most people say it takes about a whole year to recover from this injury, though I was able to be back to 100% about 7 months.  Again it was alot of my time and knowing my body and how hard i could push and start moving.

 I was lifting with in a week post surgery, doing my oppiste leg and upper body and then slowly adding my injured leg away i coudl to help develop strength very quicky.

though i knew what my body could do so i was very safe in what i did.  My knowledge and awanress of my body is what made it so I recoverd faster then most. Not to mention my willingness to push myself and stay positive to get on track right away. 

Scott,

How long after the surgery were you able to run.

I am 6 months out and not able to yet.

Is surgery required for this type of injury? And how can you tell the difference betweent a complete rupture of the tendon, and tendonitis?
I had surgery 10 days after i rupture, the sooner the better as long as there's no major swelling.

I just went through the surgery...yes, is a DOOZY! If anyone out there is getting ready to go through it, here is what I recommend. Get a blocker immediately post surgery (in addition to the drugs they provide you), trust me, you'll be glad you did.

Day 4 post surgery, I stopped the drugs altogether, not that I wouldn't have kept them going (especially at night) but I need to be lucid for work starting on Monday. But just so you know if you're going in for the surgery and are concern about how long you will require meds, if you have a medium level of pain threshold, you can get off the pain meds post 4 days and handle with Ibuprofen.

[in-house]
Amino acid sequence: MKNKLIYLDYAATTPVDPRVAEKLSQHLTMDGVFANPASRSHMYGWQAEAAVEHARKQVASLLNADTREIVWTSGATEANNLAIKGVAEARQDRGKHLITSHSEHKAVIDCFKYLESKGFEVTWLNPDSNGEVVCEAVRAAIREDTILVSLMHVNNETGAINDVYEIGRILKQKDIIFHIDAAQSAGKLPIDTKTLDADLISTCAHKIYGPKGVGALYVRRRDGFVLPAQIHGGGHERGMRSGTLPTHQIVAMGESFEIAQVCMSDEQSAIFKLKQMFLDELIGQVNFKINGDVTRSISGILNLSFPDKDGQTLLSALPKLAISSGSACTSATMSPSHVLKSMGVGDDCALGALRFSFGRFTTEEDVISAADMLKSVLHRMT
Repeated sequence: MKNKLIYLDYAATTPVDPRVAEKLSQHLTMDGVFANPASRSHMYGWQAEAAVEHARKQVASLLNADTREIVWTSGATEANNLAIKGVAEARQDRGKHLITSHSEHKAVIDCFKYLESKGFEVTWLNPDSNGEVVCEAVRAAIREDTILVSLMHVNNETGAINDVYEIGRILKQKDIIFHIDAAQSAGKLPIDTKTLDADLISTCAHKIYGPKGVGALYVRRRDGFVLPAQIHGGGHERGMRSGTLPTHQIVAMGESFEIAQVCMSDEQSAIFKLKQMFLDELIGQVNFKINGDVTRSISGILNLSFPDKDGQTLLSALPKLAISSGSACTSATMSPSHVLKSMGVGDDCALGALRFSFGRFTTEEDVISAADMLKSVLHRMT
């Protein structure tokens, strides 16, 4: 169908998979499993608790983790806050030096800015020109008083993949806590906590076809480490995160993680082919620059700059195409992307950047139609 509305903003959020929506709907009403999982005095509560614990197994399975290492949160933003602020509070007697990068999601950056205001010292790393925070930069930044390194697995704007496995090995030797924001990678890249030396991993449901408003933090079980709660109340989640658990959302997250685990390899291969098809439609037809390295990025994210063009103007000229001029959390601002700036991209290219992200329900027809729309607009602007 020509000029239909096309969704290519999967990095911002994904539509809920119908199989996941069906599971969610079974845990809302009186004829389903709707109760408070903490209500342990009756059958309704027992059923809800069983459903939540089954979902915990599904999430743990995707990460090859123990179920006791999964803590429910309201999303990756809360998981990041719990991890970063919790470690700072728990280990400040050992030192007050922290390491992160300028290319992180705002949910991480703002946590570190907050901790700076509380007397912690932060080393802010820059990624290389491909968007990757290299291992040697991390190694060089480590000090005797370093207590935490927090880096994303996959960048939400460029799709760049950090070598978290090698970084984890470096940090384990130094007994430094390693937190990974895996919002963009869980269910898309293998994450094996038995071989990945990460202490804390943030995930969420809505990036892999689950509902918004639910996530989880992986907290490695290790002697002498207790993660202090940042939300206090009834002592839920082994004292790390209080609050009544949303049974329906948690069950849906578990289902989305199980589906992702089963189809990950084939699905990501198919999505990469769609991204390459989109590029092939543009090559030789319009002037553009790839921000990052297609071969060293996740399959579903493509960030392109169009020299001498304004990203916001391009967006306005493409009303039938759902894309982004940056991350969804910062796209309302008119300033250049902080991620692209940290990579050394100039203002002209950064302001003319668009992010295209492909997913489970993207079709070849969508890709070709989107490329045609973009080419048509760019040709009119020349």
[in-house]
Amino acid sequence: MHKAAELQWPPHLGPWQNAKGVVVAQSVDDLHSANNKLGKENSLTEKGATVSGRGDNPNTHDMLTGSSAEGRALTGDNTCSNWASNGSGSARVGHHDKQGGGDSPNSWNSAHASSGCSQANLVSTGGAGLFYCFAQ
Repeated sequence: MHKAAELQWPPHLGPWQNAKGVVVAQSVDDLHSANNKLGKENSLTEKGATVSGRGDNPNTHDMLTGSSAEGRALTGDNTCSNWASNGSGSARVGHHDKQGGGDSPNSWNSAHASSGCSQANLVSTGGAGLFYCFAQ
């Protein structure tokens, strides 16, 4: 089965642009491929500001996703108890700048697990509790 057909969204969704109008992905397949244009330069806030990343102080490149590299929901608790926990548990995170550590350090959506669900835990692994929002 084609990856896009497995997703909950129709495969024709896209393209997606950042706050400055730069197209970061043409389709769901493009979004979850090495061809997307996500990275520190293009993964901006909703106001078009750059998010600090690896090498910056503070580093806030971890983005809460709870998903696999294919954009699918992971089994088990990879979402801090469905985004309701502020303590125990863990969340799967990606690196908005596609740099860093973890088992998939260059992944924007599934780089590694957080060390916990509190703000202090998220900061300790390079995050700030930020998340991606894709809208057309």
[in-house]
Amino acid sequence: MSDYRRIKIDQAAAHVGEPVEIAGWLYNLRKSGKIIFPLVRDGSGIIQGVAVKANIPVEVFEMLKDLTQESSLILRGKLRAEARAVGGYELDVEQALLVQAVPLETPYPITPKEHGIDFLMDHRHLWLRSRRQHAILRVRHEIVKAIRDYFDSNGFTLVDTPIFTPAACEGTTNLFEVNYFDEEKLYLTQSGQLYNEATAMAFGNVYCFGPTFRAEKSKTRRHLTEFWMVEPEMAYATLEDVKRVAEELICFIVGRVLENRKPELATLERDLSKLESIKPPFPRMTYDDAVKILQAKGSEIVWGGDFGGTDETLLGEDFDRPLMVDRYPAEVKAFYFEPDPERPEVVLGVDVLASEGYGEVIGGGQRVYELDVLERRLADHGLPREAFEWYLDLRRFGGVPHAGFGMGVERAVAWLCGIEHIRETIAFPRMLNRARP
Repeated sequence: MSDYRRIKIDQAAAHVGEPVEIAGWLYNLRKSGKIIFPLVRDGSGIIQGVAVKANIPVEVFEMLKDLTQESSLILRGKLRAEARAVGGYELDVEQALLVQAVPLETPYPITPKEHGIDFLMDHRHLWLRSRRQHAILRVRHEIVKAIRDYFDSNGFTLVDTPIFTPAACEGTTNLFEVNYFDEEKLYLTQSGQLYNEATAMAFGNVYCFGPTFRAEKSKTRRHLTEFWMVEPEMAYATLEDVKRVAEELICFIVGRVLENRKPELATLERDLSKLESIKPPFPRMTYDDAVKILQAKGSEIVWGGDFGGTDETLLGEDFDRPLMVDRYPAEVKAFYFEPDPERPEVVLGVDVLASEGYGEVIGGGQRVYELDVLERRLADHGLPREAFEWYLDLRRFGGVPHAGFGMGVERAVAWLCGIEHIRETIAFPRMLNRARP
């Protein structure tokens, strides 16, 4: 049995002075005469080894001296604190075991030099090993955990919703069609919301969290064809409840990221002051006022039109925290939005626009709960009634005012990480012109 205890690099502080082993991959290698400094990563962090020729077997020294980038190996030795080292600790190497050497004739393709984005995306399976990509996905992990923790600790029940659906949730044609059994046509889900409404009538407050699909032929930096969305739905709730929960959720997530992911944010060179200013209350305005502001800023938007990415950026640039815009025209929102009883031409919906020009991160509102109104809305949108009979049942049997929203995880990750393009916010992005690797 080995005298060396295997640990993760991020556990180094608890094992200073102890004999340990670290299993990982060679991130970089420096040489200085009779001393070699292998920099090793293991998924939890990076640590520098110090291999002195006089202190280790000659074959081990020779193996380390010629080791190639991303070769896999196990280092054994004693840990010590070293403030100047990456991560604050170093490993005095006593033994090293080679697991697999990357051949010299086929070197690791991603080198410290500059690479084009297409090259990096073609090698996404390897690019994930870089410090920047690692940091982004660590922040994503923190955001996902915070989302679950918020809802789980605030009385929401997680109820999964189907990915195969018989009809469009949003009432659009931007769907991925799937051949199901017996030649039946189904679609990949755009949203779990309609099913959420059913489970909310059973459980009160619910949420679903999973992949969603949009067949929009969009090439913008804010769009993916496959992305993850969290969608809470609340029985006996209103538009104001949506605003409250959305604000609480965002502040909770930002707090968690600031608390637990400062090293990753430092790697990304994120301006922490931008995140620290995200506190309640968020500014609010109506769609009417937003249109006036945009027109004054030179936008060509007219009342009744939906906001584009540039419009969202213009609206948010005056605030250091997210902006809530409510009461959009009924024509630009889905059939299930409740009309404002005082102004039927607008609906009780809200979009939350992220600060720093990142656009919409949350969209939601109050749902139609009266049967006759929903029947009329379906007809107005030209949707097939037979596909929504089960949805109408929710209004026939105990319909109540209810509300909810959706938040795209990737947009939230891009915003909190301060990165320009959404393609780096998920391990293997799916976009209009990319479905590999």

Now it is 7/20/07 (5 days post surgery) and I 'm realizing how much the real struggle is going to be staying positive and keeping motivated. I think I need to get an internal hobby (am thinking about oil painting) and time to walk outside...the sun does wonders :-)

I would appreciate any other advice out there on my new journey and hope that I can shed some light for others going down this path. It is scary but taking it one day at a time, you realize that you will get through it. I heard a quote I like that really applies in my current situation...

"Like photography, character is something that develops in the dark"

All the best,

Chris

how soon after your injury did you have surgery? Thanks!

Zach